earnings economy S&P 500

You People Gave The Best Earnings Season In Recent Memory The Kanye Shrug. Why?


On Friday, we brought you some excerpts from the latest by Wells Fargo’s Chris Harvey who thinks maybe “old grizzled PMs” might be pissing in everyone’s Cheerio’s by talking about late-cycle dynamics and curve flattening and other shit that’s just generally a bummer.

Here’s Harvey, for anyone who missed it:

Conversations suggest there’s been some major back and forth between Analysts (generally younger & less seasoned) and PMs (usually older and grizzled). In 2018, seasoned PMs have been worried about a turn in sentiment as the curve flattens and fears of a cyclical peak crescendo. Initially, PMs appeared to be taking a ‘sell the news’ regardless of results and analyst opinions. Now, the analyst story of solid earnings / guidance, improving fundamentals and valuation seems to be gaining traction.

And look, there’s nothing wrong with that view. After all, Q1 gave us a little multiple contraction which effectively acted as a pressure valve for the squealing kettle that, as of mid-January, clearly needed to let off some steam and earnings have been great.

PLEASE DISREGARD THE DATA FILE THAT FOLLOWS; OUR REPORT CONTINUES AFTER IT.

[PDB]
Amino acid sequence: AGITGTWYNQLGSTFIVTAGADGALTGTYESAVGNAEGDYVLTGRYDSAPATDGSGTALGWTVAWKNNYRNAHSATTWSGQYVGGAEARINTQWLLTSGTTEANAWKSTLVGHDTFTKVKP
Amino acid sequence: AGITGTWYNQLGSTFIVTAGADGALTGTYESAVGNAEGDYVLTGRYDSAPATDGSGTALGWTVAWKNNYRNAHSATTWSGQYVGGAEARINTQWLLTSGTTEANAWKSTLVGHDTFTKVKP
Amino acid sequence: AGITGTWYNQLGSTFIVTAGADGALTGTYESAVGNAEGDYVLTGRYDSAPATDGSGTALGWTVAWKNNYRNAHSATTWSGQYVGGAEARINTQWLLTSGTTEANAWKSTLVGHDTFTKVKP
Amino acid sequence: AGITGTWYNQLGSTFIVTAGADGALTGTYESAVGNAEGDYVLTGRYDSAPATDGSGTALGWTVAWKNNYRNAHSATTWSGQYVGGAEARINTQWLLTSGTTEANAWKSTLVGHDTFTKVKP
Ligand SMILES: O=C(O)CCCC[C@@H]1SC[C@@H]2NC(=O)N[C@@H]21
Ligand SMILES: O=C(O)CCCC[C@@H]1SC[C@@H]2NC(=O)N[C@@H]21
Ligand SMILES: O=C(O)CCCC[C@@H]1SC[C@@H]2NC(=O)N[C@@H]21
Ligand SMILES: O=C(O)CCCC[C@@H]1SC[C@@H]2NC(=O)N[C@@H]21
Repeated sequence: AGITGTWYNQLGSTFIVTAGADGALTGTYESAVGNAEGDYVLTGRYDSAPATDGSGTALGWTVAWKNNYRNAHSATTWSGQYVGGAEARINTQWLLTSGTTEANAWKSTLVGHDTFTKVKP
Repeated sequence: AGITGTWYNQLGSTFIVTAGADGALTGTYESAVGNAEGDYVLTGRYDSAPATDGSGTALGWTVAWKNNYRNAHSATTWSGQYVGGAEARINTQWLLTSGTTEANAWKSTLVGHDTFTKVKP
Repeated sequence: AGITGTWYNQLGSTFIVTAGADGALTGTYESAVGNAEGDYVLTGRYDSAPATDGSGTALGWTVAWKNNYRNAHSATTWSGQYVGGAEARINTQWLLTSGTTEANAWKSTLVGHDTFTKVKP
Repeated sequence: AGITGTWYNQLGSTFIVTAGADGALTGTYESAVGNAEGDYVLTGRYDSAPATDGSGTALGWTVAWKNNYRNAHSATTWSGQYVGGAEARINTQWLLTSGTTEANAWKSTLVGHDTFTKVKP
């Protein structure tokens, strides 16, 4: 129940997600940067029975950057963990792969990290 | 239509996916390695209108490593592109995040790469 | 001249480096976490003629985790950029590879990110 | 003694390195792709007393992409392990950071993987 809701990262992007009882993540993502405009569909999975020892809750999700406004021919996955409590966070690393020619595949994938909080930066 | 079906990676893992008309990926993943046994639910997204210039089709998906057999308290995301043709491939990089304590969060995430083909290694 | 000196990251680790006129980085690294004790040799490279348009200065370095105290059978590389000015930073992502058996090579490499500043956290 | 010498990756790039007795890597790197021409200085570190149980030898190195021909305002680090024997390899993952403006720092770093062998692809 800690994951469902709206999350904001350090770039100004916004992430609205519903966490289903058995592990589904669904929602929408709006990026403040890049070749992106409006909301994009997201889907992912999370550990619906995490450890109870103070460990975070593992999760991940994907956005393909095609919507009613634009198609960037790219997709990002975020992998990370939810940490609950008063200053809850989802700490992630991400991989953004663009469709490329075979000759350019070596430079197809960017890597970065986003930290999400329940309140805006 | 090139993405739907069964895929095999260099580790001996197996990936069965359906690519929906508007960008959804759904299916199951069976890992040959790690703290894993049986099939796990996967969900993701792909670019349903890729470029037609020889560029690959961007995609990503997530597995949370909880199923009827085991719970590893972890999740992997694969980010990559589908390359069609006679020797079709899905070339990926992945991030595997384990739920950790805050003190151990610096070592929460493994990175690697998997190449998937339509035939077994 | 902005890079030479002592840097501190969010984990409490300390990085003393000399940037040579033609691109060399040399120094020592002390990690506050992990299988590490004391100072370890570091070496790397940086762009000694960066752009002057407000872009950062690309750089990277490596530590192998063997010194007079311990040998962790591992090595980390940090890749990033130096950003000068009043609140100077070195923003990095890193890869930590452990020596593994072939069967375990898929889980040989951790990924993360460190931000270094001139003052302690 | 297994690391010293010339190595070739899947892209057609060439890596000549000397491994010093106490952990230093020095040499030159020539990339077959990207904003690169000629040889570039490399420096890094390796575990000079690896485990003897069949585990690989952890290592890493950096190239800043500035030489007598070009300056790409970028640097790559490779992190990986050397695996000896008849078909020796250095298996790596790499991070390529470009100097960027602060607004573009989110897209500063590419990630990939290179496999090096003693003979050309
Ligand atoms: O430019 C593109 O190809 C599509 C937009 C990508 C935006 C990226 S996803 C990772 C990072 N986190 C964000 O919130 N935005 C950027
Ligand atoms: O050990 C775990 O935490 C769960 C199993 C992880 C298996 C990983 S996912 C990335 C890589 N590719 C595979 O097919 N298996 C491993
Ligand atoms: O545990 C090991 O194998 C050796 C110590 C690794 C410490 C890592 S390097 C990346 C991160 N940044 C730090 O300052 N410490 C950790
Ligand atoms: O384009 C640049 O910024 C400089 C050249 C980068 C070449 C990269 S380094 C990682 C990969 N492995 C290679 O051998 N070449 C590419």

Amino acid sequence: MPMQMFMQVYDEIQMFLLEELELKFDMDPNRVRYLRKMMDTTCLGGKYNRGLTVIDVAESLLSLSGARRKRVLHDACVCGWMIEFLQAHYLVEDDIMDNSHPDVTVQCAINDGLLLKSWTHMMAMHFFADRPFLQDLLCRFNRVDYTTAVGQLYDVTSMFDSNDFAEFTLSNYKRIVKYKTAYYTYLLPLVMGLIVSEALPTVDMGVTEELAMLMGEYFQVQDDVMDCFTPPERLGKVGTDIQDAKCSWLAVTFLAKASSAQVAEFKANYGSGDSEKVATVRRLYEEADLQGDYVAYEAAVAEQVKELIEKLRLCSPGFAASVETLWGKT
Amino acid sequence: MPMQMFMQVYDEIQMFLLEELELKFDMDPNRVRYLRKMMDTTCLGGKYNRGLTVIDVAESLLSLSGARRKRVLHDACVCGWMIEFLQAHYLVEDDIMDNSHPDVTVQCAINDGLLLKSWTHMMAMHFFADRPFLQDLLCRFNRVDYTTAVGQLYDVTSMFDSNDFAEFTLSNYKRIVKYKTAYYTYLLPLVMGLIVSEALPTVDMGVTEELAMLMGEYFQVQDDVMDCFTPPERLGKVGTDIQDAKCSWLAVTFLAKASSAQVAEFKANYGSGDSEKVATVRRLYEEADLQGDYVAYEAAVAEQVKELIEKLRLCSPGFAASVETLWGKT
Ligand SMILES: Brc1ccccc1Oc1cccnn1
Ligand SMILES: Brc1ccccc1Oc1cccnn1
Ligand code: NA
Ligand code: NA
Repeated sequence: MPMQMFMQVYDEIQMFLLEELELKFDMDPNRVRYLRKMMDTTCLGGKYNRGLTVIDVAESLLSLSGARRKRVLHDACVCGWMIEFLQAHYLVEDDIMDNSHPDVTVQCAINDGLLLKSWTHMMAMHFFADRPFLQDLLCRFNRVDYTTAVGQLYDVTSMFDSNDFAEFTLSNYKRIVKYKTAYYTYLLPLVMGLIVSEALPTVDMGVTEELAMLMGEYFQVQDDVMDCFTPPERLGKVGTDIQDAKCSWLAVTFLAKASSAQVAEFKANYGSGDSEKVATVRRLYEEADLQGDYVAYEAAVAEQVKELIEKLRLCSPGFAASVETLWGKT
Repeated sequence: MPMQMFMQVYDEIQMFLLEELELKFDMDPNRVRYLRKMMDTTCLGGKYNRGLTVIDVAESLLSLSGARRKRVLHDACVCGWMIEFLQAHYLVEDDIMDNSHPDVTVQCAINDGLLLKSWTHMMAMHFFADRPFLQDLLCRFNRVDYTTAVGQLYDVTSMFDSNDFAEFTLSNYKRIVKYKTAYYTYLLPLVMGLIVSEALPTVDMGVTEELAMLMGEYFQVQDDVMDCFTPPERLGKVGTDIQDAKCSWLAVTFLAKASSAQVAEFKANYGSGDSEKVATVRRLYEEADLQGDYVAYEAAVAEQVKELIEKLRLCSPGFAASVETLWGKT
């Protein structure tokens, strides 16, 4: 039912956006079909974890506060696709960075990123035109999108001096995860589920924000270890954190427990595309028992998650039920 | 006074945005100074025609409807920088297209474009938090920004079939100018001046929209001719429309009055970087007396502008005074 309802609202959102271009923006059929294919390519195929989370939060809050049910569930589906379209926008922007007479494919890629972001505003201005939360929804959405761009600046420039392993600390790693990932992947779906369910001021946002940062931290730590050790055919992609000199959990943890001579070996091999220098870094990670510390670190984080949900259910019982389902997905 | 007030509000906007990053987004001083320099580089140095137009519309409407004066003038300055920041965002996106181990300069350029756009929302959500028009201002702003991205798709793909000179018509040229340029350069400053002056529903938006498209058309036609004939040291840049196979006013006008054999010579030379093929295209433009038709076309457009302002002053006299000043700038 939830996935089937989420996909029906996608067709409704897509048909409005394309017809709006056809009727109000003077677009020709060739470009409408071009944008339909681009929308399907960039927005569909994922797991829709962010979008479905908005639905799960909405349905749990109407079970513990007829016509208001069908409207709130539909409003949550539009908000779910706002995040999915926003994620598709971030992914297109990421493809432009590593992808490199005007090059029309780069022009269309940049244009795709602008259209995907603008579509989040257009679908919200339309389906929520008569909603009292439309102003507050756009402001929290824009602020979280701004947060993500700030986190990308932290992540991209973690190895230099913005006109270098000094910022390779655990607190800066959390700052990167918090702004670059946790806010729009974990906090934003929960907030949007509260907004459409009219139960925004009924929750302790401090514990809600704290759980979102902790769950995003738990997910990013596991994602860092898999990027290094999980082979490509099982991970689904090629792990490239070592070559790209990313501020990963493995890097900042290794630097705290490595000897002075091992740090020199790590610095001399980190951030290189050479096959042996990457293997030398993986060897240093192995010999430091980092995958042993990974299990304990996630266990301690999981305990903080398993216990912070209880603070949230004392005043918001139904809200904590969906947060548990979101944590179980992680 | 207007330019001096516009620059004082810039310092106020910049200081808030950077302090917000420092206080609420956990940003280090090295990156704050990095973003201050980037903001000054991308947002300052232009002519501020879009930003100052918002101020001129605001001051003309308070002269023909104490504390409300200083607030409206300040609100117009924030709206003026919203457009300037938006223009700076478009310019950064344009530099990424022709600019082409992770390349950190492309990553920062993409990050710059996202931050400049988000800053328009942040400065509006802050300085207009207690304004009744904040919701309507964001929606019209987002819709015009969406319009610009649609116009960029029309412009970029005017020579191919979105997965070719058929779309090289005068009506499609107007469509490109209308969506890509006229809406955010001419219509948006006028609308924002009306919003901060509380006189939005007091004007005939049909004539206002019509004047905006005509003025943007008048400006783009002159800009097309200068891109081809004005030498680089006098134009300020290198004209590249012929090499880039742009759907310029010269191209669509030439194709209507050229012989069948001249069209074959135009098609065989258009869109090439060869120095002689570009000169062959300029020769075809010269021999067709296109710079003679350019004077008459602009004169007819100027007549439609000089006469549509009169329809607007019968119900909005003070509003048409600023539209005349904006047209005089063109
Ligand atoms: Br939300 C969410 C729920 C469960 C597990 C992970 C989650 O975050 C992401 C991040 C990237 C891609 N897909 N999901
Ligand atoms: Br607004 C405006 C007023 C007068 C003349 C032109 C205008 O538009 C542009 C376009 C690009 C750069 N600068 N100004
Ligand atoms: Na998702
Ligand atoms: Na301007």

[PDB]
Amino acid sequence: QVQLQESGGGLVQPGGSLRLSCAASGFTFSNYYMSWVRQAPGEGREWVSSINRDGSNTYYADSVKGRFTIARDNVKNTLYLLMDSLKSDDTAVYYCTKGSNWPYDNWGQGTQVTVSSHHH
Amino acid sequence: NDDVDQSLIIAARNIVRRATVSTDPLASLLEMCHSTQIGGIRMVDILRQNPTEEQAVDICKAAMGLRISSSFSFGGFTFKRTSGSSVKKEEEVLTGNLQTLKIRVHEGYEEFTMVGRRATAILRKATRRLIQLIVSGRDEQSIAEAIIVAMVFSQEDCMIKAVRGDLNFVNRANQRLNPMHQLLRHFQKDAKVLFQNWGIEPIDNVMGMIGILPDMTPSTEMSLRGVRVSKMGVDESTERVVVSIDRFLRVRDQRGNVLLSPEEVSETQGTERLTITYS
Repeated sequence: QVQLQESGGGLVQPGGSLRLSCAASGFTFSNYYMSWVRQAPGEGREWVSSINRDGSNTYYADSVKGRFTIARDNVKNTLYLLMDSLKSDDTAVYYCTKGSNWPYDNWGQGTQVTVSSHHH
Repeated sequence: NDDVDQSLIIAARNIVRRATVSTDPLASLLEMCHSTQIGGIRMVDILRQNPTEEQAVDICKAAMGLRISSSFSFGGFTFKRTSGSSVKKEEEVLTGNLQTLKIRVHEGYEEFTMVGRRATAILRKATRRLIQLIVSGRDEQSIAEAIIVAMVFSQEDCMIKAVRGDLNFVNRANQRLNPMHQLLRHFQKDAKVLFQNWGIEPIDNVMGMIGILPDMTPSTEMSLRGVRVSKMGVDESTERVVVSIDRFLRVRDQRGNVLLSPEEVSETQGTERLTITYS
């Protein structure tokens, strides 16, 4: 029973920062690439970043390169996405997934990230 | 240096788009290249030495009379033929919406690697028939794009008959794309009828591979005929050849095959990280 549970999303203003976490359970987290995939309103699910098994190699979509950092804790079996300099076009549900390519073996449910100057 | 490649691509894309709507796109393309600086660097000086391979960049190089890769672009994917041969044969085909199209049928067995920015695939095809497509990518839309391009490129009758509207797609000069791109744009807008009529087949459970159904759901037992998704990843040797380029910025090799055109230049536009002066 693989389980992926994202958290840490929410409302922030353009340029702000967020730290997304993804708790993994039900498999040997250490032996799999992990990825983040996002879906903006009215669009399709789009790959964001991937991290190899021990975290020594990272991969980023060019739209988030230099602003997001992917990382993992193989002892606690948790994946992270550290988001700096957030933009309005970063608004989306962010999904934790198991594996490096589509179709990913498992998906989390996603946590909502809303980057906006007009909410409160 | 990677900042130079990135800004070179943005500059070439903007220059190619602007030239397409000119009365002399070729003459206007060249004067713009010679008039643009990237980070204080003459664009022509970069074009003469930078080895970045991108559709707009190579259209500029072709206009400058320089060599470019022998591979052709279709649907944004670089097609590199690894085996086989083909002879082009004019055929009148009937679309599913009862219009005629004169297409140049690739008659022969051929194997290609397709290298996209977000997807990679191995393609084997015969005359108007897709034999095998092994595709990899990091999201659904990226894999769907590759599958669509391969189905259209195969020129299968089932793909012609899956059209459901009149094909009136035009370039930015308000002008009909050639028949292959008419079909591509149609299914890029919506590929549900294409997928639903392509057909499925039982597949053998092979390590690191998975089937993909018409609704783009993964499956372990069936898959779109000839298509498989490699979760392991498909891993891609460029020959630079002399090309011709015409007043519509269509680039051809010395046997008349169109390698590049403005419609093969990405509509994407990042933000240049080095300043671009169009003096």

“Our positive equity view is based on two exceptionally strong fundamental drivers,” JPMorgan’s Marko Kolanovic wrote earlier this month, reminding you that earnings have been “record-setting” and emphasizing that we just witnessed what was “by some metrics the strongest 1Q season ever”.

Here’s a recap from Goldman, out on Friday evening (note the boost from tax cuts to the bottom-line):

Bottom line: S&P 500 EPS grew by 23% in 1Q, the fastest pace of growth since 2Q 2011 (see Exhibit 1). The aggregate result was 5 pp above initial EPS forecasts. Sales rose by 11% year/year, above the original consensus expectation of 10%. Pretax earnings rose by a stellar 13% led by Energy (+78%), Information Technology (+23%), and Materials (+18%). Tax reform contributed significantly to bottom-line EPS growth, as the median S&P 500 tax rate fell to 21% in 1Q 2018 from 28% during the comparable year-ago quarter. Net margins expanded by 107 bp to 10.7%.